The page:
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Arctic Ceramic Traditions and Late Holocene Social Interaction; Revisiting Giddings’ Arctic Woodland Culture

Author(s): Shelby Anderson

Year: 2016

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In 1952, J.L. Giddings defined the Arctic Woodland Culture as a unique northwestern Alaskan inland lifeway combining elements of both Eskimo and Athabascan cultures between approximately 800 BP and the contact era. He proposed that Arctic Woodland people were closely tied to both coast and interior through seasonal movements and exchange systems, and hypothesized these ties made a semi-permanent lifeway along the river possible. Subsequent research refined local chronologies and raised new questions about coastal-inland relationships during the socially and environmentally dynamic Late Holocene period. This paper explores evidence for coastal-interior interaction in northwest Alaska through analyses of ceramic distribution patterns. I will review results of new fieldwork on Giddings' sites along the Kobuk River and ceramic compositional analyses of his collections, along with new ceramic thermo-luminescence dates from Arctic Woodland sites. My results point to several distinct patterns of coastal-inland interaction that changed over time, supporting Giddings' hypothesis that a distinct Kobuk River ceramic tradition existed during the Arctic Woodland period. These findings have broad implications for Late Holocene Arctic social interaction and change.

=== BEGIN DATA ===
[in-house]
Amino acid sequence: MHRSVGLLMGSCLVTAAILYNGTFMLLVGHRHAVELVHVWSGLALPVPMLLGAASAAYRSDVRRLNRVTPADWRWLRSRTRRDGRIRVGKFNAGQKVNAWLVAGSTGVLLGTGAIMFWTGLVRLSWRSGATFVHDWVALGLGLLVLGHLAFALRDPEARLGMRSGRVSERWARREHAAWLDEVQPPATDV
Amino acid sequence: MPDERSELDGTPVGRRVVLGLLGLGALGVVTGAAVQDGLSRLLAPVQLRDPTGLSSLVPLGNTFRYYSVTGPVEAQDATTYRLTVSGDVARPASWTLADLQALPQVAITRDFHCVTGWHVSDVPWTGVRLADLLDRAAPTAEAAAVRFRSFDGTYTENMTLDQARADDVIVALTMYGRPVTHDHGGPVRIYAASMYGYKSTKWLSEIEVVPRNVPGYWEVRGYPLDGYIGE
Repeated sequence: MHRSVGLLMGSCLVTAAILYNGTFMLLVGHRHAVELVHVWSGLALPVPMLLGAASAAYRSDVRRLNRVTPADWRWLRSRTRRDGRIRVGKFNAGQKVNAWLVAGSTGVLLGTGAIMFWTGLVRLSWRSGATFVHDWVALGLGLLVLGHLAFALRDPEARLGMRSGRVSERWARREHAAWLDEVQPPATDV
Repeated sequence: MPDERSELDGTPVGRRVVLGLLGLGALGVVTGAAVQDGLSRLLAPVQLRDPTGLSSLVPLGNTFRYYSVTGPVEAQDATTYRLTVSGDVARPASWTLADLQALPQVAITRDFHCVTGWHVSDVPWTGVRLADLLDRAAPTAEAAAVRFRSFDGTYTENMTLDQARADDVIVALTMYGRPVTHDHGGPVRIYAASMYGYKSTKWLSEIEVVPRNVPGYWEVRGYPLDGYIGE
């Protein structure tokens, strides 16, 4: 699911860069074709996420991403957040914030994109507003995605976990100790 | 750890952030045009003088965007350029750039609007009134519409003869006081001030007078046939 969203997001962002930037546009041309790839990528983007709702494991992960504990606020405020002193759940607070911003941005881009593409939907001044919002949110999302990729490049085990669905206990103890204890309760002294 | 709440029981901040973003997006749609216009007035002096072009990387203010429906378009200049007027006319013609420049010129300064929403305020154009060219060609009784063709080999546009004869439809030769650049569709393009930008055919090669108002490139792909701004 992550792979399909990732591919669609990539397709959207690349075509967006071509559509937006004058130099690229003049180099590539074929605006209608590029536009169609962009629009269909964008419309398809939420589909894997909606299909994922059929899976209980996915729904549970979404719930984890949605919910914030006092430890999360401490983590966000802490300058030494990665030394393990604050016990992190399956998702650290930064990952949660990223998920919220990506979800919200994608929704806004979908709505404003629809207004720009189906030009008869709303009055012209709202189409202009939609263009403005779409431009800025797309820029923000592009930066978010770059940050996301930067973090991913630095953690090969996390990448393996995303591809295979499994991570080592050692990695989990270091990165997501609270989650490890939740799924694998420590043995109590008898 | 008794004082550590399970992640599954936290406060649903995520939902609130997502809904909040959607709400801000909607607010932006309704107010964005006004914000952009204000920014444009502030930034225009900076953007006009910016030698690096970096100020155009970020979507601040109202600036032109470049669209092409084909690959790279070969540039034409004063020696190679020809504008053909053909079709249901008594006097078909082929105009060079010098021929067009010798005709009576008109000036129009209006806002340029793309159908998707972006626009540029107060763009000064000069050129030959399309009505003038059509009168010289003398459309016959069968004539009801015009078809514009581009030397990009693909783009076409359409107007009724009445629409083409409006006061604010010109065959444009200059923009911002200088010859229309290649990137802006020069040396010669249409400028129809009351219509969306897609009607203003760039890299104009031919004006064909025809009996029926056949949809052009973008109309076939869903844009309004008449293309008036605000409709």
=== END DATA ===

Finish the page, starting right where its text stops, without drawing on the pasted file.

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Arctic Ceramic Traditions and Late Holocene Social Interaction; Revisiting Giddings’ Arctic Woodland Culture. Shelby Anderson. Presented at The 81st Annual Meeting of the Society for American Archaeology, Orlando, Florida. 2016 ( tDAR id: 403991)


Spatial Coverage

min long: -178.41; min lat: 62.104 ; max long: 178.77; max lat: 83.52 ;

Arizona State University The Andrew W. Mellon Foundation National Science Foundation National Endowment for the Humanities Society for American Archaeology Archaeological Institute of America